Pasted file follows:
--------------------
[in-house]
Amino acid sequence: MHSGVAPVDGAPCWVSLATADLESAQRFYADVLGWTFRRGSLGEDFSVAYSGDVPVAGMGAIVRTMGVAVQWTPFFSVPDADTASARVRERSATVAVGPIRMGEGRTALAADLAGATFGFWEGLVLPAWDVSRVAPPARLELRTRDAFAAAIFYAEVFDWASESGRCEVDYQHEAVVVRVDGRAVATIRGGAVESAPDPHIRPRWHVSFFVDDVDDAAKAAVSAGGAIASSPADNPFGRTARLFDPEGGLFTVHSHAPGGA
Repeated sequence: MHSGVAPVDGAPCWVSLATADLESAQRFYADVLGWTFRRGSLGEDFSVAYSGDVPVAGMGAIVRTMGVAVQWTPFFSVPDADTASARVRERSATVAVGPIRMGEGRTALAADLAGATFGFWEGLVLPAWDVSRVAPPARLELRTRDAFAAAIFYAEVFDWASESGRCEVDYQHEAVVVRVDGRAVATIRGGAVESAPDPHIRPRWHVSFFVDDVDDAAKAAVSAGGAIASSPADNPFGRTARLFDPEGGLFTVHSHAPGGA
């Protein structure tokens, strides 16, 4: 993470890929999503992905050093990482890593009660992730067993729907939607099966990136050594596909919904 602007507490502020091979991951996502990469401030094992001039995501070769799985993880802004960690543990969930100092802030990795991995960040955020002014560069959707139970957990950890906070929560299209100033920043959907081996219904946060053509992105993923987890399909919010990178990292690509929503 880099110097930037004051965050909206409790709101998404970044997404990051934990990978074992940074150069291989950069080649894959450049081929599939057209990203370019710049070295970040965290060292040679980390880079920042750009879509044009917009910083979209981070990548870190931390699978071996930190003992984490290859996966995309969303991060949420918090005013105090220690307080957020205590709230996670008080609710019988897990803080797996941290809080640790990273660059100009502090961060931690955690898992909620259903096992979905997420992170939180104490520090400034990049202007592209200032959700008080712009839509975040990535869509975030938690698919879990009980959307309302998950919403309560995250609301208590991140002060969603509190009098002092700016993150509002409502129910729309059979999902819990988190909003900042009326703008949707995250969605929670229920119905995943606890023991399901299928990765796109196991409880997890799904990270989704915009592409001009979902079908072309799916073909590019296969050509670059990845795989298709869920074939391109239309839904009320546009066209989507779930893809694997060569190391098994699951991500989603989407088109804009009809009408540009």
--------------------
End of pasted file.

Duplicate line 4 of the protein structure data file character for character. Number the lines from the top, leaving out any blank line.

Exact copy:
């Protein structure tokens, strides 16, 4: 993470890929999503992905050093990482890593009660992730067993729907939607099966990136050594596909919904 602007507490502020091979991951996502990469401030094992001039995501070769799985993880802004960690543990969930100092802030990795991995960040955020002014560069959707139970957990950890906070929560299209100033920043959907081996219904946060053509992105993923987890399909919010990178990292690509929503 880099110097930037004051965050909206409790709101998404970044997404990051934990990978074992940074150069291989950069080649894959450049081929599939057209990203370019710049070295970040965290060292040679980390880079920042750009879509044009917009910083979209981070990548870190931390699978071996930190003992984490290859996966995309969303991060949420918090005013105090220690307080957020205590709230996670008080609710019988897990803080797996941290809080640790990273660059100009502090961060931690955690898992909620259903096992979905997420992170939180104490520090400034990049202007592209200032959700008080712009839509975040990535869509975030938690698919879990009980959307309302998950919403309560995250609301208590991140002060969603509190009098002092700016993150509002409502129910729309059979999902819990988190909003900042009326703008949707995250969605929670229920119905995943606890023991399901299928990765796109196991409880997890799904990270989704915009592409001009979902079908072309799916073909590019296969050509670059990845795989298709869920074939391109239309839904009320546009066209989507779930893809694997060569190391098994699951991500989603989407088109804009009809009408540009």